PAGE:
More Than Meets the Eye

And while at first glance, these First Ladies appear categorically different from each other, they are, however, as women rising from humble origins to pursue their ambitions and support their husbands, more similar than one might think. The following is an excerpt from Tammy R. Vigil's forthcoming book Melania & Michelle: First Ladies in a New Era. 

One of the most prominent charges leveled against first ladies is overstepping the unclear boundaries of the role. Many women are accused of this type of misconduct while in the East Wing. The vast majority of such protestations are simple critiques of low-consequence activity, but sometimes the women’s deportment invokes more concerted reproach. Perhaps the most serious example is the supposed misdeeds of Edith Wilson. After her husband, Woodrow, had a stroke, she became the gatekeeper to the president and assumed many of his duties instead of allowing the vice president to take over. Her actions were questioned at the time, but she nevertheless persisted in them for approximately seventeen months. Reporters and scholars later dubbed her the “first female president” as a way of both applauding her efforts and criticizing her unconstitutional assumption of power. Less overt but still controversial examples of first ladies ostensibly extending their political reach beyond the presumed limits of their position include Rosalynn Carter attending presidential cabinet meetings and testifying before a US Senate committee in support of mental health legislation, Nancy Reagan controlling her husband’s schedule based on her consultations with an astrologer, and Hillary Clinton’s leadership of a failed health care reform effort during her first year in the White House.

Michelle Obama and Melania Trump, just like all other first ladies, each endured a large amount of criticism. The press, the public, and particularly the opposition appeared to look for almost any excuse to publicly harangue the women performing what is arguably the most difficult unpaid job in American politics. Both Obama and Trump encountered backlash about their fashion choices, their purportedly expensive tastes, their political involvement (or lack thereof), and numerous other topics. One of the greatest difficulties that both women confronted was the highly partisan nature of the political environment during the eras in which they served. Many pundits took aim at Obama and Trump as a means of attacking their husbands and as a way to connect with left- or right-wing audience members. A second major challenge the two faced, and one unique to more modern first ladies, was the expanded media environment. The pervasiveness of social media meant that Obama and Trump encountered a new cacophony of critics because anyone with access to the internet became a potential commentator. In addition, the expectation that the women engage with the public through social media meant these contemporary first ladies were evaluated based upon new types of communicative behaviors.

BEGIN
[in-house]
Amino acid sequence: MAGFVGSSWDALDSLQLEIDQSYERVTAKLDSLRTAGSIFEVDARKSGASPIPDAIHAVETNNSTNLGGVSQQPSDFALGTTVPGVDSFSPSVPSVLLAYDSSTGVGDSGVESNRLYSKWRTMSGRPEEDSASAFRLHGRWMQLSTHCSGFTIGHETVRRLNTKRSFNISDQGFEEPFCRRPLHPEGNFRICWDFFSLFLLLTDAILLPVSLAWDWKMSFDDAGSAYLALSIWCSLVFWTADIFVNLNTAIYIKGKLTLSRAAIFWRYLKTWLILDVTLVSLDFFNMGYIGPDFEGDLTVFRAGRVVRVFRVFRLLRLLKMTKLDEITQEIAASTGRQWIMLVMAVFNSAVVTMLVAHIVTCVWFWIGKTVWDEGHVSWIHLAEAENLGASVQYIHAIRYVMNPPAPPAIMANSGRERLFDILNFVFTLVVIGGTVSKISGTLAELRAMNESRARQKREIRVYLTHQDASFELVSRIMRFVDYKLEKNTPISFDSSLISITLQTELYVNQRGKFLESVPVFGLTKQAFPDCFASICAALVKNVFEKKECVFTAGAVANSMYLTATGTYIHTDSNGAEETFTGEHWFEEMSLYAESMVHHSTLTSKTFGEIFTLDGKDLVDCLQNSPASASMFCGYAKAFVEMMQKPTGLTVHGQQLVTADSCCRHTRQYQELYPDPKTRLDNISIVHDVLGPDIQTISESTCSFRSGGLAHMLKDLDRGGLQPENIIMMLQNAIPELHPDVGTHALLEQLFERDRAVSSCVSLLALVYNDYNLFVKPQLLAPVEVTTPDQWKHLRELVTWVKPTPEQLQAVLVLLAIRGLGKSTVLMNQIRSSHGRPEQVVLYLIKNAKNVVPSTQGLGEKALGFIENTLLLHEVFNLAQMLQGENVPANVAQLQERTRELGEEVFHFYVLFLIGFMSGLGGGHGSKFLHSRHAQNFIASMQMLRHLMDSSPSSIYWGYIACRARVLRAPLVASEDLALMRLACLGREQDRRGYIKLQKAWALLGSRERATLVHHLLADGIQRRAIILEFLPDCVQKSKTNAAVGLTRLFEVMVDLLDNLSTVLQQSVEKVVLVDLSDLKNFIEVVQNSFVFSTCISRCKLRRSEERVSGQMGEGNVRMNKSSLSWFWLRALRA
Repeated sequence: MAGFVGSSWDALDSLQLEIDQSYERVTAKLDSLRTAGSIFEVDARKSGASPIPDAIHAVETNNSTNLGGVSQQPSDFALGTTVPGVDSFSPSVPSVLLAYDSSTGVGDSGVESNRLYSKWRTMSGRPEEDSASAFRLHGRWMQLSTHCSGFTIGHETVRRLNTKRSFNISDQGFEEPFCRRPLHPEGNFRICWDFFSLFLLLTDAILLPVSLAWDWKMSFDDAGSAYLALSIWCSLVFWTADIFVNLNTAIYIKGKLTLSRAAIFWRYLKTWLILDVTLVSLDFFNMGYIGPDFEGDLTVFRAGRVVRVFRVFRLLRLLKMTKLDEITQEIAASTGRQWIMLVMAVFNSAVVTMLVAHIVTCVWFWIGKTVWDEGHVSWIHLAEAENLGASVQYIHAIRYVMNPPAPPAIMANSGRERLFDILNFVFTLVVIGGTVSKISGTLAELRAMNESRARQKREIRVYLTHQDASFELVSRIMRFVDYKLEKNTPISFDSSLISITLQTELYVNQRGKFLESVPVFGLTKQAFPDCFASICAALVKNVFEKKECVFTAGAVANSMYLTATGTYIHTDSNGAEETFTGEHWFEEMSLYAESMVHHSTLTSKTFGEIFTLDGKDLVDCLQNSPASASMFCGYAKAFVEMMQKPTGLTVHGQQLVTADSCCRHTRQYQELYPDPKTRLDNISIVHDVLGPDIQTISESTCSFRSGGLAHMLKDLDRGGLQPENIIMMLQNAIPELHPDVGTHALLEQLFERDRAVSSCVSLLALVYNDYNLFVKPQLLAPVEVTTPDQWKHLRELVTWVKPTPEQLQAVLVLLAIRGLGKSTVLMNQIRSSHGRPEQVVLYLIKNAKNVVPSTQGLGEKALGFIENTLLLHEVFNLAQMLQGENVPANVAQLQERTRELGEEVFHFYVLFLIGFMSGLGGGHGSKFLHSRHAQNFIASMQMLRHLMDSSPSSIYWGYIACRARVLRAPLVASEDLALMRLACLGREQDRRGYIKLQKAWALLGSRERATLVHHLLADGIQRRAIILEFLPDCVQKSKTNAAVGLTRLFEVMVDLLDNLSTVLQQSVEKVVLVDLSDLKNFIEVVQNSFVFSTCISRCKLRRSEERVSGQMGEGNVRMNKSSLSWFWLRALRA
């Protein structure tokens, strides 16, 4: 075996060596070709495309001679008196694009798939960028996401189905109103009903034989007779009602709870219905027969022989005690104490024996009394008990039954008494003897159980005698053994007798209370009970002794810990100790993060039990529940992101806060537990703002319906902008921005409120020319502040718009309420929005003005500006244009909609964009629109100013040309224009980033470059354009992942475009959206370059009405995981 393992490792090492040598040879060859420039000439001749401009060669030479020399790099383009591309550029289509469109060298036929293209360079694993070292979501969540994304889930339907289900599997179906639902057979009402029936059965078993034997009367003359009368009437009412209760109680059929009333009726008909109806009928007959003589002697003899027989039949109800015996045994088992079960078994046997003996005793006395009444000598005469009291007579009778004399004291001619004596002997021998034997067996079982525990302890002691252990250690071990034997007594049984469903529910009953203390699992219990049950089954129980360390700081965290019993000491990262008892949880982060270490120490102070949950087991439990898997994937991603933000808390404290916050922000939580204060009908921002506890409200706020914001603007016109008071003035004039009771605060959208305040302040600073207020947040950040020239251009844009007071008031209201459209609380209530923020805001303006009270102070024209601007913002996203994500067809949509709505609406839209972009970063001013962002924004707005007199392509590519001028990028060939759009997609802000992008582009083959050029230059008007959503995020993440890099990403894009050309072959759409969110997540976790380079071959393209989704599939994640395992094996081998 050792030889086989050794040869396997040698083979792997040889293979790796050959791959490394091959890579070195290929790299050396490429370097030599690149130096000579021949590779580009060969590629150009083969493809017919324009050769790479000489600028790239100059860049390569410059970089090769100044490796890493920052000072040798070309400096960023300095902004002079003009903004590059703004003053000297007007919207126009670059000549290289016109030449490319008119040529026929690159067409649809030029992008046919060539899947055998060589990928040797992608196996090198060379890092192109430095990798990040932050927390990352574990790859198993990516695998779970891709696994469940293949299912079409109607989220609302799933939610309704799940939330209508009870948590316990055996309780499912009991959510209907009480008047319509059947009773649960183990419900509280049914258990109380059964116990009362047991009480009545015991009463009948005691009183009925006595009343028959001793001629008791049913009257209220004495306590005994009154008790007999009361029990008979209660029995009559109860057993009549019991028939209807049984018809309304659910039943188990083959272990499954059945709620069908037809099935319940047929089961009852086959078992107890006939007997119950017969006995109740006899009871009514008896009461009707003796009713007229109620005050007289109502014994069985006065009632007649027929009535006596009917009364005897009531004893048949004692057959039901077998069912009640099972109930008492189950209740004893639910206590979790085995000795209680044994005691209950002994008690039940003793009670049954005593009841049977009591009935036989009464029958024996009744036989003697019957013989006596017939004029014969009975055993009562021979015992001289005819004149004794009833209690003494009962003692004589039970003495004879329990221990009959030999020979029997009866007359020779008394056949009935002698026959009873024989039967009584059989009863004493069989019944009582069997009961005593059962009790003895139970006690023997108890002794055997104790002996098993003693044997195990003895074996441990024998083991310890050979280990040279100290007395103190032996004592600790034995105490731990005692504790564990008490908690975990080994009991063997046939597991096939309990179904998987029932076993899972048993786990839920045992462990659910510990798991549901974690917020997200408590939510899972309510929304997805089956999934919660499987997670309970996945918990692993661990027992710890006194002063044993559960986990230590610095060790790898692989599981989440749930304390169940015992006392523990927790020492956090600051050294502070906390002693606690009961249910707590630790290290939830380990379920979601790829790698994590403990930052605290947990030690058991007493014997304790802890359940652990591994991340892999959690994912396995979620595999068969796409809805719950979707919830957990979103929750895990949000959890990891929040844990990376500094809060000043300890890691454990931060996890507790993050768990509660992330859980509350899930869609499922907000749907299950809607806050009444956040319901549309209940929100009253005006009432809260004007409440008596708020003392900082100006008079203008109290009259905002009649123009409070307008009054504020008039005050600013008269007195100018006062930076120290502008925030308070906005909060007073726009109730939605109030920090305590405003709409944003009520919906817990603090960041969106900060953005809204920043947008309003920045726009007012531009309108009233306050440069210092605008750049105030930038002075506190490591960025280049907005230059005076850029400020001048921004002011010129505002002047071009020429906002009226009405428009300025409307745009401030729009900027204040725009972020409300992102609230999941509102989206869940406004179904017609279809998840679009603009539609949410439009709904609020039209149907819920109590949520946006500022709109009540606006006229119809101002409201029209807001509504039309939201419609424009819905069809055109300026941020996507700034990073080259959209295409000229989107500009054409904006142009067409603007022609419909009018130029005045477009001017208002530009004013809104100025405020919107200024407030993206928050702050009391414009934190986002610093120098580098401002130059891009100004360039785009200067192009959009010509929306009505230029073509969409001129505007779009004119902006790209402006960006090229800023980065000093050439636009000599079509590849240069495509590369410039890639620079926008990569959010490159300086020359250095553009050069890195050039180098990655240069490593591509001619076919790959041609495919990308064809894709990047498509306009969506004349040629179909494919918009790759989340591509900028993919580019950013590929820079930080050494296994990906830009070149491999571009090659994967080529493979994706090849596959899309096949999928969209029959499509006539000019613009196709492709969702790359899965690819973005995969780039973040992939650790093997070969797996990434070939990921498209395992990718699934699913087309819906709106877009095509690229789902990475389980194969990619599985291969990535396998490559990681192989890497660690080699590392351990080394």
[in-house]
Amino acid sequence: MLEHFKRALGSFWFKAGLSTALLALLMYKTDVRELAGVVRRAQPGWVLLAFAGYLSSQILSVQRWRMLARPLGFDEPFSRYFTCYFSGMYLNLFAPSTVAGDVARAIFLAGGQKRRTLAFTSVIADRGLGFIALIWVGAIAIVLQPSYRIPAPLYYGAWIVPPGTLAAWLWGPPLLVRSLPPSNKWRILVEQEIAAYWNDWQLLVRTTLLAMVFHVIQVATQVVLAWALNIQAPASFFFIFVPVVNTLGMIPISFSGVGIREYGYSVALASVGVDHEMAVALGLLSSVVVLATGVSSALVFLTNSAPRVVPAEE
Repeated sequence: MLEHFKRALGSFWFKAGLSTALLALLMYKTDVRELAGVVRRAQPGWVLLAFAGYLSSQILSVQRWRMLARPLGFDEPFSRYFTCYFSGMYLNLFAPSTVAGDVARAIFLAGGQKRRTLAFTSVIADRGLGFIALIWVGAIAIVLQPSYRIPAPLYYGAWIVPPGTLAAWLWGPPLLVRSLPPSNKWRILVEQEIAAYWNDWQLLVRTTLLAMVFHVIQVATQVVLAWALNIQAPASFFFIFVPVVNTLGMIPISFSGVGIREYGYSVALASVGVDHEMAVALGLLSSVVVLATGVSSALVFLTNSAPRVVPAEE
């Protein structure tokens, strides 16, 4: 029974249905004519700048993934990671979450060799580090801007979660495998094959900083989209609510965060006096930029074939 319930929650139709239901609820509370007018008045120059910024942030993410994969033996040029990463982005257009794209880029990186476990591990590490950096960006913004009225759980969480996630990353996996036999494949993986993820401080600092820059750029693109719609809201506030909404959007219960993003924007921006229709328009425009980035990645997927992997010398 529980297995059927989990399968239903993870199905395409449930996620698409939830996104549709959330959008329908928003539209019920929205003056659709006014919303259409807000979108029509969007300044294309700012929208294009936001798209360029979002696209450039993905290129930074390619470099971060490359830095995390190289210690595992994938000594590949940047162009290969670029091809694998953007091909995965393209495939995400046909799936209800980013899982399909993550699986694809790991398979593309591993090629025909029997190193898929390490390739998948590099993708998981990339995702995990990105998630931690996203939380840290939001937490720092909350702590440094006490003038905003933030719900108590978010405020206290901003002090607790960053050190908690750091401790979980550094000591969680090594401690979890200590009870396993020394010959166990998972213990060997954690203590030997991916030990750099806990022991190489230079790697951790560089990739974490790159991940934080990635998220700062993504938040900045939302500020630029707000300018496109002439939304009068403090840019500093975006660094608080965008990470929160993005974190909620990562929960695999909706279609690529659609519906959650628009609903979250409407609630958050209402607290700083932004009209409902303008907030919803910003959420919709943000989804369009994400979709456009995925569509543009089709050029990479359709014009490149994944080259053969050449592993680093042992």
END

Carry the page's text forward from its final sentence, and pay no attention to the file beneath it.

In spite of the new media context in which both women operated as first lady, Michelle Obama and Melania Trump were assessed in ways that mimicked how past White House matrons were judged. They were accused of not behaving in a manner appropriate to the role by being unladylike or, more specifically, un-first-ladylike. They were also negatively gauged based on their perceived ability and desire to fulfill the obligations of the position. While most appraisals of the two were common critiques, Melania Trump did find herself occasionally embroiled in scandals, some of her own making and others instigated by her husband.

Melania & Michelle: First Ladies in a New Era

Coming September 1, 2019

Tammy R. Vigil’s recent books include Moms in Chief and Connecting with Constituents. She has also published articles or chapters on rhetoric by Michelle Obama, Franklin D. Roosevelt, and George W. Bush; the history of nominating conventions; and convention speeches by presidential nominees’ spouses. Dr. Vigil is Associate Professor of Communication at Boston University and studies political campaign rhetoric and women as political communicators. She formerly served as associate dean of the College of Communication at Boston University and is a past winner of the Wrange-Baskerville award given by the Public Address Division of the National Communication Association. Stay connected with Tammy online on Twitter.